On May 29, the Toronto Police Service (TPS) announced that they had arrested a man on May 24 for an alleged assault near the entrance of the student encampment. 

UofT Occupy for Palestine (O4P) set up the encampment on May 2, calling on the university to disclose their financial holdings, divest from companies supplying the Israeli military with weapons and services, and cut ties with Israeli academic institutions. 

The incident occurred on May 9 at 3:45 pm. Police say the victim was approached by a man inside the encampment area, where they began arguing with the suspect — who has since been charged with one count of assault.

The university provided a link to the Ontario Superior Court of Justice court document from May 29. In the document, Ryan Dow, the Assistant Director of Community Liaison & Support Team for Campus Safety, provided a sworn statement on the altercation. 

According to the report, the victim and his son attempted to enter the field at King’s College Circle. The victim was then allegedly told by multiple people in the encampment that they were not allowed inside. The victim allegedly attempted to push the gate and enter the camp. The victim was allegedly pushed by three people — including the suspect — who attempted to remove him from the area. The suspect then allegedly threatened to hit the victim with a glass bottle. 

The victim and the suspect did not know each other and the victim did not sustain any injuries. The suspect is scheduled to appear in court on July 9.

In a statement to The Varsity, O4P spokesperson Sara Rasikh — a first-year masters student studying social justice education — noted that the person who allegedly committed the assault is “no longer at [the] camp.”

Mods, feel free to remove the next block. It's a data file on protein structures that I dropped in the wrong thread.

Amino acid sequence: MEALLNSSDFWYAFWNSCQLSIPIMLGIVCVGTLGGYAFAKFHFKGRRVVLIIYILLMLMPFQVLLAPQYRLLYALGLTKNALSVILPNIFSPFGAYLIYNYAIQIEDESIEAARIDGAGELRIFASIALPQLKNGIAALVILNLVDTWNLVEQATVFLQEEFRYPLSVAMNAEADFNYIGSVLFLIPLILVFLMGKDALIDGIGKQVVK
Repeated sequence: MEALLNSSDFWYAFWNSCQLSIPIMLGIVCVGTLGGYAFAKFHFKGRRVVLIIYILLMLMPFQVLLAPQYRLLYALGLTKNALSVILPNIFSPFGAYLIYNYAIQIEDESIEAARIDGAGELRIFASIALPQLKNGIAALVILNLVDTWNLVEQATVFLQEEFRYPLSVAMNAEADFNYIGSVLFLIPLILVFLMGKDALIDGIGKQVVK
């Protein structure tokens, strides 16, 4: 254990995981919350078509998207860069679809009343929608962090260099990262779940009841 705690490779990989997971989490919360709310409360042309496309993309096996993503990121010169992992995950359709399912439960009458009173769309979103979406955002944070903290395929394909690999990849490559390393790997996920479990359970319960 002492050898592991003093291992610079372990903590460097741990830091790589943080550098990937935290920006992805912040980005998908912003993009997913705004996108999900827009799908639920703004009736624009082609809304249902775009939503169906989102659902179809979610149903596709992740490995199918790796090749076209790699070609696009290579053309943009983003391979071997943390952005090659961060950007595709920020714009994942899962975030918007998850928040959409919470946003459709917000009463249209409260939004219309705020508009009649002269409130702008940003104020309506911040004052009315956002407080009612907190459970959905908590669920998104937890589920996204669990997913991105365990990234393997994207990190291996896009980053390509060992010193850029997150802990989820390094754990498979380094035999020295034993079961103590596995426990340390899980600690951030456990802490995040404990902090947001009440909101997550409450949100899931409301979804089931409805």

Rasikh said that U of T has not adequately addressed the student protesters’ safety concerns and “agitators and instigators continue to get away with framing themselves as the victims in relation to the encampment.”

The student protesters continue to camp out at King’s College Circle, despite being issued a trespass notice from the university. As protesters enter day 29, lawyers representing the university are seeking an injunction to remove the ongoing encampment. 

The injunction hearing has been scheduled for June 19 to June 20, despite the university’s attempts to clear the camp before graduation ceremonies taking place between June 3 to June 21.

On May 27, U of T President Meric Gertler virtually attended a Standing Committee on Justice and Human Rights  at Parliament to discuss antisemitism on university campuses. During the meeting, Gertler noted incidents at the encampment, saying “We have reported hateful acts and hateful speech to Toronto Police Services.”

According to Gertler, there have been about 38 incidents at the encampment, with six falling under the category of hate speech or hateful acts and are under investigation by the TPS.

In a statement to The Varsity, a university spokesperson wrote that “The safety and security of our students, faculty, staff, librarians and visitors is of utmost importance.”

The statement also mentioned that the university received “many concerning reports” and “referred some of these incidents to the Toronto Police Service for their assessment.”

“We are dedicated to creating a safe, secure and equitable environment for all,” the spokesperson said. 

TPS has asked anyone with information about the assault on May 9 to contact police at 416-808-3506, Crime Stoppers anonymously at 416-222-TIPS (8477), or at www.222tips.com.